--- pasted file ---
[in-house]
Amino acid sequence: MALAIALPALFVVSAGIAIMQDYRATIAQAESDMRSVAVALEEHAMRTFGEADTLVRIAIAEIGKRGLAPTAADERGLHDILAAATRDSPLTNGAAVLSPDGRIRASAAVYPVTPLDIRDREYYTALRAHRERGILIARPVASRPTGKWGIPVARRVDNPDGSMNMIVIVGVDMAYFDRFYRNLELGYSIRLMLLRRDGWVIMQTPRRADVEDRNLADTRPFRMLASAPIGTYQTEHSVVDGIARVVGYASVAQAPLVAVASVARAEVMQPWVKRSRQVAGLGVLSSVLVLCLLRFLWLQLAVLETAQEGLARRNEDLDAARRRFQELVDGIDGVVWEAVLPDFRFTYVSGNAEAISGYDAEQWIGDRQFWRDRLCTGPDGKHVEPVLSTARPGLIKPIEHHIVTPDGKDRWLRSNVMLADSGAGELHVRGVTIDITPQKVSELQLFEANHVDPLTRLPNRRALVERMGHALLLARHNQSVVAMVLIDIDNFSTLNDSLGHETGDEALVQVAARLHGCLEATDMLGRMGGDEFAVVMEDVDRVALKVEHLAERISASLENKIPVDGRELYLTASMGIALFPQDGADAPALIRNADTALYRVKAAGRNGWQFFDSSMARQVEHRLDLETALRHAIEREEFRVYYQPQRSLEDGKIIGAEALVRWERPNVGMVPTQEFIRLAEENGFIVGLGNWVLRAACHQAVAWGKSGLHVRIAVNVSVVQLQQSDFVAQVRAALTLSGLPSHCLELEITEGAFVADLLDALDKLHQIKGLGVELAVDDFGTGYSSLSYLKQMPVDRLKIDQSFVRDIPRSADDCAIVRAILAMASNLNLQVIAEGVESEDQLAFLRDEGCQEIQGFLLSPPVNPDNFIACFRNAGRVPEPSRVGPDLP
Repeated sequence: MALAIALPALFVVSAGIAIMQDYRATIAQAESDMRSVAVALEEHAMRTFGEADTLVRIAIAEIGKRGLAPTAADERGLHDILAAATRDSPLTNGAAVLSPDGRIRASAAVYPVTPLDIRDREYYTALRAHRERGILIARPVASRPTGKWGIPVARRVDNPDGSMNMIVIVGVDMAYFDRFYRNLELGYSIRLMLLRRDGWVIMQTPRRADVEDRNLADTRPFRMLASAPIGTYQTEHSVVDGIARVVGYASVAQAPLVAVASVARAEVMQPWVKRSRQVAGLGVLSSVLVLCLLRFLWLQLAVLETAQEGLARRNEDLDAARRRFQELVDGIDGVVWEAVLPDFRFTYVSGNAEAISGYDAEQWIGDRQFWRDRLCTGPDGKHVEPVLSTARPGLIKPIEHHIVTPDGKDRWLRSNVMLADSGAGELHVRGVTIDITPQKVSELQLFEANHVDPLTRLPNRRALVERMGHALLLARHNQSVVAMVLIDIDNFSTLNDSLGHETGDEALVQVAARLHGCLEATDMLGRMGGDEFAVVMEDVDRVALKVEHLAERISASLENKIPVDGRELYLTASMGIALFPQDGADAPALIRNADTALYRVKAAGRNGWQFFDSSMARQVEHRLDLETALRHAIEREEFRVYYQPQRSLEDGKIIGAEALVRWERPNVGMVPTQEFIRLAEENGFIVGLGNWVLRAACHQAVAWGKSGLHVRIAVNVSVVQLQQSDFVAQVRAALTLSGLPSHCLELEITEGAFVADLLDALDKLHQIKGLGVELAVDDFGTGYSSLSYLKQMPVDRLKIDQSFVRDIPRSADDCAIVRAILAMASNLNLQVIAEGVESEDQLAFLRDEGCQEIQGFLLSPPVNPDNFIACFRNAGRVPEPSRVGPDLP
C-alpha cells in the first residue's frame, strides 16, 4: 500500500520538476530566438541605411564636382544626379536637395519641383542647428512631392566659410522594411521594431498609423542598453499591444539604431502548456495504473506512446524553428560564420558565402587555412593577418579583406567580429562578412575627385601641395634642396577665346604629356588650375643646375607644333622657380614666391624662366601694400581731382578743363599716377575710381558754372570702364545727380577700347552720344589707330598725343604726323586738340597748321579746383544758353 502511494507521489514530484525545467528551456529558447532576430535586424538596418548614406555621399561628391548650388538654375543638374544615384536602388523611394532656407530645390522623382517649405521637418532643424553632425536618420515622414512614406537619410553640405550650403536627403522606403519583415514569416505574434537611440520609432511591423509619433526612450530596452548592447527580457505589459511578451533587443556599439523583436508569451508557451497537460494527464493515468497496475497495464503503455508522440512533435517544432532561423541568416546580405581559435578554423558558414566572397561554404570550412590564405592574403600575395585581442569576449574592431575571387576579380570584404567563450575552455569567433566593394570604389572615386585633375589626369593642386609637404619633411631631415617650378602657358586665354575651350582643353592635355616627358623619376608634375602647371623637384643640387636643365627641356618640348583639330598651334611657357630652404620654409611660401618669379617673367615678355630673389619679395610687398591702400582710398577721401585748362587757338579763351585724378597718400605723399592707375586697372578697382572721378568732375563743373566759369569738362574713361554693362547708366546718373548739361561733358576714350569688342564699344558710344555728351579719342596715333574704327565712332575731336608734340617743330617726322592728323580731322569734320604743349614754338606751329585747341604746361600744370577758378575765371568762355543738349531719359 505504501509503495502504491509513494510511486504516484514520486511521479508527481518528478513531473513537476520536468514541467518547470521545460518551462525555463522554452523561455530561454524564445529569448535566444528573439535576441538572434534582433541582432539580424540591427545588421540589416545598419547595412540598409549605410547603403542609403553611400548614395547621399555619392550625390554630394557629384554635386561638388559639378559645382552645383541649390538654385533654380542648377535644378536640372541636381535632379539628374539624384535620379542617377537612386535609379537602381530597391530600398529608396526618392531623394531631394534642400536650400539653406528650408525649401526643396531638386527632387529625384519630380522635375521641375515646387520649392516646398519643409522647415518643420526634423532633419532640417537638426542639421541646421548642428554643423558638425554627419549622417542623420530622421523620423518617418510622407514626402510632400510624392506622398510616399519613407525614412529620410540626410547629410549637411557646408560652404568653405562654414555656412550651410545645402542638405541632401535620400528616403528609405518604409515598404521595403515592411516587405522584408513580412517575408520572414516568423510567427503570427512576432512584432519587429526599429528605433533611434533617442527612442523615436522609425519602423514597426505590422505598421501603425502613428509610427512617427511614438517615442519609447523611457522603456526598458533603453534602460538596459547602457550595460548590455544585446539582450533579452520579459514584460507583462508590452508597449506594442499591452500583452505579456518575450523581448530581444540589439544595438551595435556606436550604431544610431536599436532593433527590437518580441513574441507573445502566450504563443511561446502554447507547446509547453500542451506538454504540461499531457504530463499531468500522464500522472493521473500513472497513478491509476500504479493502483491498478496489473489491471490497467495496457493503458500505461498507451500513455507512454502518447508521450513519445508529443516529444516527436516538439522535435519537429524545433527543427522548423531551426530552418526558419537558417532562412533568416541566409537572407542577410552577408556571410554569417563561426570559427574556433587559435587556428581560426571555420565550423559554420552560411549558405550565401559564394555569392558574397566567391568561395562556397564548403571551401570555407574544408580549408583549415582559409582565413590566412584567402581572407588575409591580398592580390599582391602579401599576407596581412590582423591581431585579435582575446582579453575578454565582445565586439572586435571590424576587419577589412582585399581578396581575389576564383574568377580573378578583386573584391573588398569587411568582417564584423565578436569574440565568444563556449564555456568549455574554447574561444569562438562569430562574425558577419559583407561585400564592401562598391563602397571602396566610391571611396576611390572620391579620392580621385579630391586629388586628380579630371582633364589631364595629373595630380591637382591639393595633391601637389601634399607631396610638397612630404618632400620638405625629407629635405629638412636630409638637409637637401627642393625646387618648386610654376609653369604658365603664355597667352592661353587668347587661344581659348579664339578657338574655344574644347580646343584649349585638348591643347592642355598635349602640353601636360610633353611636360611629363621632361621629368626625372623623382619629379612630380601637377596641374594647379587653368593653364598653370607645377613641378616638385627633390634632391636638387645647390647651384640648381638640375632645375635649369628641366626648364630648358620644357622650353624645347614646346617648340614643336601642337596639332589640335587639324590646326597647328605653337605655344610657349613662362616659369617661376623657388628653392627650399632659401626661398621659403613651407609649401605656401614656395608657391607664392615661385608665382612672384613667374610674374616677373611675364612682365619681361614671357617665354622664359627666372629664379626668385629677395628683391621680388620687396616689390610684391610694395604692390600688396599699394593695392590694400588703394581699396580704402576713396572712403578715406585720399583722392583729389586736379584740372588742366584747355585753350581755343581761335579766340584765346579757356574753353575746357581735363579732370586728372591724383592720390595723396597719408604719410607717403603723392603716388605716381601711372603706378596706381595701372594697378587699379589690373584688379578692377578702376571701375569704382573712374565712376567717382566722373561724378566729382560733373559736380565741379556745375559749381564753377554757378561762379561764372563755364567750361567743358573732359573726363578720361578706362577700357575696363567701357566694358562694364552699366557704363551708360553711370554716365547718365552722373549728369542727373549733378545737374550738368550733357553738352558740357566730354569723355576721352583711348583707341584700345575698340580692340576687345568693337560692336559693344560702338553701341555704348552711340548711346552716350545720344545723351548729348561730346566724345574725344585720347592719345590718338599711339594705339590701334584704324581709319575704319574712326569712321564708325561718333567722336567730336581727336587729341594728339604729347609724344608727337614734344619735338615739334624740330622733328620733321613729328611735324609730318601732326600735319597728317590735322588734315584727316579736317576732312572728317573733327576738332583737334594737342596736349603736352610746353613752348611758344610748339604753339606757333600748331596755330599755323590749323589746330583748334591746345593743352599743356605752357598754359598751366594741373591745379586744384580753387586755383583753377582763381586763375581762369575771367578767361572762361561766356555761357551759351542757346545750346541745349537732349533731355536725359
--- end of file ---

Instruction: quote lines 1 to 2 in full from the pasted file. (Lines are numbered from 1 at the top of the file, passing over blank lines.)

[in-house]
Amino acid sequence: MALAIALPALFVVSAGIAIMQDYRATIAQAESDMRSVAVALEEHAMRTFGEADTLVRIAIAEIGKRGLAPTAADERGLHDILAAATRDSPLTNGAAVLSPDGRIRASAAVYPVTPLDIRDREYYTALRAHRERGILIARPVASRPTGKWGIPVARRVDNPDGSMNMIVIVGVDMAYFDRFYRNLELGYSIRLMLLRRDGWVIMQTPRRADVEDRNLADTRPFRMLASAPIGTYQTEHSVVDGIARVVGYASVAQAPLVAVASVARAEVMQPWVKRSRQVAGLGVLSSVLVLCLLRFLWLQLAVLETAQEGLARRNEDLDAARRRFQELVDGIDGVVWEAVLPDFRFTYVSGNAEAISGYDAEQWIGDRQFWRDRLCTGPDGKHVEPVLSTARPGLIKPIEHHIVTPDGKDRWLRSNVMLADSGAGELHVRGVTIDITPQKVSELQLFEANHVDPLTRLPNRRALVERMGHALLLARHNQSVVAMVLIDIDNFSTLNDSLGHETGDEALVQVAARLHGCLEATDMLGRMGGDEFAVVMEDVDRVALKVEHLAERISASLENKIPVDGRELYLTASMGIALFPQDGADAPALIRNADTALYRVKAAGRNGWQFFDSSMARQVEHRLDLETALRHAIEREEFRVYYQPQRSLEDGKIIGAEALVRWERPNVGMVPTQEFIRLAEENGFIVGLGNWVLRAACHQAVAWGKSGLHVRIAVNVSVVQLQQSDFVAQVRAALTLSGLPSHCLELEITEGAFVADLLDALDKLHQIKGLGVELAVDDFGTGYSSLSYLKQMPVDRLKIDQSFVRDIPRSADDCAIVRAILAMASNLNLQVIAEGVESEDQLAFLRDEGCQEIQGFLLSPPVNPDNFIACFRNAGRVPEPSRVGPDLP